New CEO vows to revive Enron despite skepticism
Enron Corp named a restructuring specialist as interim chief executive on Tuesday who vowed to revive the fallen energy trading giant even though analysts say it is likely to be liquidated.
Stephen Cooper, 55, managing principal of New York-based restructuring firm Zolfo Cooper, was tapped to replace embattled Enron chairman and chief executive Kenneth Lay, who resigned last week under pressure from the creditors' committee of bankrupt Enron.
Cooper expressed confidence that Enron could be restructured successfully and emerge from bankruptcy.
"The physical assets look to me to be of an enormous advantage here," Cooper said in a voice mail to employees, according to a transcript obtained by Reuters. "The regulated assets -- the pipelines and generating plants -- provide reliable, steady cash flow and returns. And they provide a very sound, fundamental base to restructure around."
Analysts said since Enron sold its energy trading business to Swiss bank UBS Warburg, chances are slim the company can earn enough to dig out from at least $16.8 billion in debt.
Thousands of workers have lost their jobs since Enron filed the largest bankruptcy in U.S. history on December 2, and many former and current employees have seen the value of Enron shares held in retirement plans become virtually worthless.
The stock, which now trades over the counter after being delisted by the New York Stock Exchange earlier this month, fell to a record low earlier on Tuesday to 9 cents, compared with more than $90 in August 2000.
Attorneys for a group of former Enron employees said on Tuesday they were asking the US trustee responsible for administering the Enron bankruptcy to appoint an official committee of severed Enron employees.
"The severed employees are at the forefront of a battle likely to rage in the courts and in Congress for a long time," attorney Scott Baena said in a statement. "The severed employees are entitled to full and complete representation in every forum where their fate is being decided."
The group last week filed a class action lawsuit seeking damages from some former Enron top executives and others over their losses in the company's retirement plan.
ENERGY MARKETS UNSCATHED
Despite Enron's stunning fall from America's seventh-largest company to bankruptcy just weeks after saying it overstated earnings dating back to 1997 by almost $600 million, the chairmen of both the Federal Energy Regulatory Commission and the Commodity Futures Trading Commission told a Senate hearing on Tuesday that no new enforcement powers were needed to police energy markets.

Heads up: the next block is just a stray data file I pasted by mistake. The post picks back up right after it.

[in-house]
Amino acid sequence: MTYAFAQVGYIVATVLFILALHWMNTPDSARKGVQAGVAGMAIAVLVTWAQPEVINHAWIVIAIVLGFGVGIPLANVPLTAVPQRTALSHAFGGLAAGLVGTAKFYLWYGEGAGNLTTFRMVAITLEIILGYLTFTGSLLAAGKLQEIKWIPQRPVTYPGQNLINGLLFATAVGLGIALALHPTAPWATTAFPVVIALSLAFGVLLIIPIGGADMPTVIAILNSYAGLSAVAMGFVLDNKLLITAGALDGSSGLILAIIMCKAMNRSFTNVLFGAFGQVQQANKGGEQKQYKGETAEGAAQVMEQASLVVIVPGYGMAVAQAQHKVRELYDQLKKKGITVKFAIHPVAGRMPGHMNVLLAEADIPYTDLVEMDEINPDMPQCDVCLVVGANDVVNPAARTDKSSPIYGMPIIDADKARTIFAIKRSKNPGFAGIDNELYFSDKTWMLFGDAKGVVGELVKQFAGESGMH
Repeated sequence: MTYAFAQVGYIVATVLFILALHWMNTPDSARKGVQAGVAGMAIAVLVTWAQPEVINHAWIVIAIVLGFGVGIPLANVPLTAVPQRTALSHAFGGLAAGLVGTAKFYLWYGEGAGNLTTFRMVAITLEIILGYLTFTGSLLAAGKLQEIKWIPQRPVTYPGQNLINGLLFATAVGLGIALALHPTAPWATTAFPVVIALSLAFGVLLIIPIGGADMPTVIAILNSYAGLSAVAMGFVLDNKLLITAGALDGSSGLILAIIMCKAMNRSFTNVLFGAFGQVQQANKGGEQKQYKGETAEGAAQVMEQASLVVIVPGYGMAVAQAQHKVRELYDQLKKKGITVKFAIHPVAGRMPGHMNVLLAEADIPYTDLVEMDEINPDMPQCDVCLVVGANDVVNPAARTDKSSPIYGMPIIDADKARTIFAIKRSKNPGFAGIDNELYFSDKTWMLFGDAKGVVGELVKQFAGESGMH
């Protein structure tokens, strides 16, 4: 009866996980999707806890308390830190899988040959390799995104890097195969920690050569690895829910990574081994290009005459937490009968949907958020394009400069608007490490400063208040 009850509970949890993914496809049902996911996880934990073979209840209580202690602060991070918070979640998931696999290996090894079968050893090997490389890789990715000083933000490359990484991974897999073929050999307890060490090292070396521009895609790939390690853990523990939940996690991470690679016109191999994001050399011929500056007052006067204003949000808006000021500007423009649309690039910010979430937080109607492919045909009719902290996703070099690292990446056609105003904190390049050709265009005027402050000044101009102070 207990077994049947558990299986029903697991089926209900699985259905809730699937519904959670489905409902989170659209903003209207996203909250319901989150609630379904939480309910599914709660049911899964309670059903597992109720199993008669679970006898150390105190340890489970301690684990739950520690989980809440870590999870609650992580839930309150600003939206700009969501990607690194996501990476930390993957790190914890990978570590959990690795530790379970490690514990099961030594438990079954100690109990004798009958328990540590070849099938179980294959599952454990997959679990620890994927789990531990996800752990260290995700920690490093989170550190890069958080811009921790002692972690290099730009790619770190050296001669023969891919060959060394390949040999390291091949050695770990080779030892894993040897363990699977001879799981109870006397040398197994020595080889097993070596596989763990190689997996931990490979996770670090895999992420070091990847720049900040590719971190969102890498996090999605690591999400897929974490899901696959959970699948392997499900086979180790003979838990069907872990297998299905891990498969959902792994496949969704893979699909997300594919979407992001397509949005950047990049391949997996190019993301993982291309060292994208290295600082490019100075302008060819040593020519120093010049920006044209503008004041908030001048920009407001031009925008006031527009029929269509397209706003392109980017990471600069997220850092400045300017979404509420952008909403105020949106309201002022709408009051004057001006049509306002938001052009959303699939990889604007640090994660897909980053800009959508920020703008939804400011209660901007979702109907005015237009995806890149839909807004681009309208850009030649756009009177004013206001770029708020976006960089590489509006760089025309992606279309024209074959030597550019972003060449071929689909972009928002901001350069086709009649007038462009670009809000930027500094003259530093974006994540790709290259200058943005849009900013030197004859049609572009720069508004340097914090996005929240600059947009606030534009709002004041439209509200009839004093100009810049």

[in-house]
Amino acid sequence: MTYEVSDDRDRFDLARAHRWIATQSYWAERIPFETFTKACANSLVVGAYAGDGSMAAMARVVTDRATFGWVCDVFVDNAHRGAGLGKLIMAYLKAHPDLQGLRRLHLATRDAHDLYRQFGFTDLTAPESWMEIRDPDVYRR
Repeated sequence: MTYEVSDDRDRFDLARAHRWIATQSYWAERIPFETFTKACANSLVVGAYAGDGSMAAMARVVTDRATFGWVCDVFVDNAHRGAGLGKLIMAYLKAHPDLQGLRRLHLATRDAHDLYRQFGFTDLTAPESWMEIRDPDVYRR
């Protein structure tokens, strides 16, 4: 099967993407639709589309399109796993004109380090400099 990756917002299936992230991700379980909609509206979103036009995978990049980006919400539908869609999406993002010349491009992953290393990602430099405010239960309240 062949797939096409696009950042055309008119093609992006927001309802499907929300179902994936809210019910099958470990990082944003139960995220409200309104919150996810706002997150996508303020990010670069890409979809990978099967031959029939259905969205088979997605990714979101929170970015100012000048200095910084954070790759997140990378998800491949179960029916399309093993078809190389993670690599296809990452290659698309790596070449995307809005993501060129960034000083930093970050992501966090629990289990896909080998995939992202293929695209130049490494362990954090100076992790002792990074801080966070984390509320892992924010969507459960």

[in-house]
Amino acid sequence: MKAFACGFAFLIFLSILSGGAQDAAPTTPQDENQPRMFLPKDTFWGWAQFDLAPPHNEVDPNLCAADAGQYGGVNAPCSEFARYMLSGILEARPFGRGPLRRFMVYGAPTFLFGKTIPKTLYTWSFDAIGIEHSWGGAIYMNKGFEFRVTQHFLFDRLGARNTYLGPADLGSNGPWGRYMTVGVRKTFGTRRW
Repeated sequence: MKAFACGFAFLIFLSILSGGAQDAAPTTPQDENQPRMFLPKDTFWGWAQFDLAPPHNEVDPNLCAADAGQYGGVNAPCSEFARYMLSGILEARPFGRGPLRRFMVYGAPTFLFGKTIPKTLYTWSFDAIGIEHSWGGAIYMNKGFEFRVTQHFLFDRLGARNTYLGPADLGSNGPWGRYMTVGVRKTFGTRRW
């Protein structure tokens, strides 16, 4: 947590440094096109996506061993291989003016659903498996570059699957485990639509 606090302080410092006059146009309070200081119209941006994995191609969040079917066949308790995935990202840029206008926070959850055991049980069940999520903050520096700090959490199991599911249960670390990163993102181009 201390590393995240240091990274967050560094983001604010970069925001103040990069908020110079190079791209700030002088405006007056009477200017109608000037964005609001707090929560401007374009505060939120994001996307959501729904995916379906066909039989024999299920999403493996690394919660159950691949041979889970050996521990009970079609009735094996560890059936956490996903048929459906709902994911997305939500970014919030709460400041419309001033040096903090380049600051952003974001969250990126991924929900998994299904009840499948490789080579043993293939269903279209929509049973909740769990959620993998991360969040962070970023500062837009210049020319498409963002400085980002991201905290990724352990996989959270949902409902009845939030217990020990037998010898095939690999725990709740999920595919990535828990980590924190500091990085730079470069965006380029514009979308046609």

"It is not clear that giving the (FERC) commission additional authority within its current scope would prevent further Enron-like problems," FERC chairman Pat Wood told the committee.
Lawmakers said that US energy markets were unscathed by the collapse of Enron, which once epitomised the new breed of energy companies as it put together an online trading empire to capitalise on deregulated power markets.
"In the end it's my impression Enron's demise did not have a major impact on short-term energy markets," said Democrat Jeff Bingham of New Mexico, chairman of the Senate Energy Committee.
The top Republican on the Senate energy panel, Frank Murkowski of Alaska, came to a similar conclusion.
"Enron's collapse appears to be a story of lies, of deceit, shoddy accounting, corporate misconduct and cover-up," Murkowski said. "But we can not lose sight of the fact that this is a business failure, not an energy market failure."
Supporters of deregulation fear Enron's bankruptcy will set back legislation to restructure the nation's $220 billion wholesale electricity market. Such legislation would allow utilities and energy companies to tap a larger market for power, while offering US consumers greater choice and possibly lower electricity bills.
BUSH NOT TO MENTION ENRON
As President George W Bush prepared to give his State of the Union Address on Tuesday evening, the White House said Bush would not mention Enron by name in his address, but would tackle the broader issue of protecting workers and shareholders by requiring greater financial disclosure by companies.
Bush, whose political campaigns had received some $623,000 in contributions from Enron since 1993, will also not mention his refusal to hand over to congressional investigators records of involvement by Enron and other companies in developing the White House's energy policy, officials said.
US House of Representative Speaker Dennis Hastert backed Bush's decision to not hand over the records, saying they were "proprietary."
But House Democratic leader Richard Gephardt of Missouri, who met with Bush and Hastert at the White House, challenged the assertion that "private rights of advocates is more important than public interest."
Lawmakers on Tuesday also sought additional information from accounting firm Andersen, which had been Enron's longtime auditor before being fired this month. The US House Energy and Commerce Committee, one of at least eight congressional committees investigating Enron and Andersen, sought information from Andersen about consulting work it did for Enron, as well as details about who was involved in shredding documents related to Andersen's audit of the energy firm's books.
In Houston, meanwhile, another Enron top executive resigned, with Lawrence Whalley stepping down as president and chief operating office to accept a position at UBS Warburg.
Whalley in late October and early November had talked to Treasury Undersecretary for Domestic Finance Peter Fisher, who believed the company was asking for government intervention with a credit ratings agency.